Growing basil from seed should be on every gardeners to-do list. Why? Basil is easy to grow from seed and when you buy seeds instead of transplants you can choose from dozens of types and varieties available through seed catalogs. There are two ways to start basil seeds: indoors in a window or beneath a growlight, or by direct seeding outdoors. Keep reading to learn more about the simple steps of growing basil from seed.
What is basil?
Basil (Ocimum basilicum) is a tender annual herb grown for its aromatic leaves that are added to fresh and cooked dishes. Sweet basil, also called Genovese basil is the most widely grown due to its delicious anise clove flavor. There are many other types of basil available through seed catalogs including lemon basil, Greek basil, cinnamon basil, and Thai basil. Each one offers a variety of flavors, forms, leaf sizes, and even colors. Basil is often planted with tomatoes and peppers because they have similar growing conditions – well draining soil and 8 to 10 hours of sunlight. Basil is also used in companion planting as the mid to late summer flowers attract bees and beneficial insects to the garden.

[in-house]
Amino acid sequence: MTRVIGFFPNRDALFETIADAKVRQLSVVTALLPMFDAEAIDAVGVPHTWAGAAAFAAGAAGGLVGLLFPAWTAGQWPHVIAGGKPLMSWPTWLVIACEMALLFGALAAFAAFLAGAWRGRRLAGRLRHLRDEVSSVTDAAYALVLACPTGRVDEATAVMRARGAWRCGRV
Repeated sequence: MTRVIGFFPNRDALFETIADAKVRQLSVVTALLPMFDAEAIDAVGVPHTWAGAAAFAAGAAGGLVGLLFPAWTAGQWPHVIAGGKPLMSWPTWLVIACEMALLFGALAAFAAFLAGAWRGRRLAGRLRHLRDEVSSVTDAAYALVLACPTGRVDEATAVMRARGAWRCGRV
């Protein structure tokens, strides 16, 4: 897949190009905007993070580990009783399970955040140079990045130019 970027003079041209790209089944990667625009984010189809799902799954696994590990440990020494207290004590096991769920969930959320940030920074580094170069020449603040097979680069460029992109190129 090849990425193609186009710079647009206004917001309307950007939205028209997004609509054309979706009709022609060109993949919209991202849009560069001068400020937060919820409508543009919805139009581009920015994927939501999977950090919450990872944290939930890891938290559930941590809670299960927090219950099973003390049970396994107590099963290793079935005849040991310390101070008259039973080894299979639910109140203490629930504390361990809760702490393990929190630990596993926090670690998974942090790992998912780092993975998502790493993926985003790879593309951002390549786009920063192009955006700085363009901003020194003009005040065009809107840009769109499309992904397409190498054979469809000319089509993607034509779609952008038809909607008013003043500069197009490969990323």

Why you should be growing basil from seed
Wondering if it’s worth your time to grow basil from seed? It absolutely is! Here are my four reasons for starting basil from seeds:
- Basil is easy to grow from seed – It’s true! I’ve been growing basil from seed for over 25 years and it’s generally a fuss-free herb that goes from seed to garden in under two months. You don’t need special equipment either. I start my seeds under grow lights but you can also use a sunny windowsill.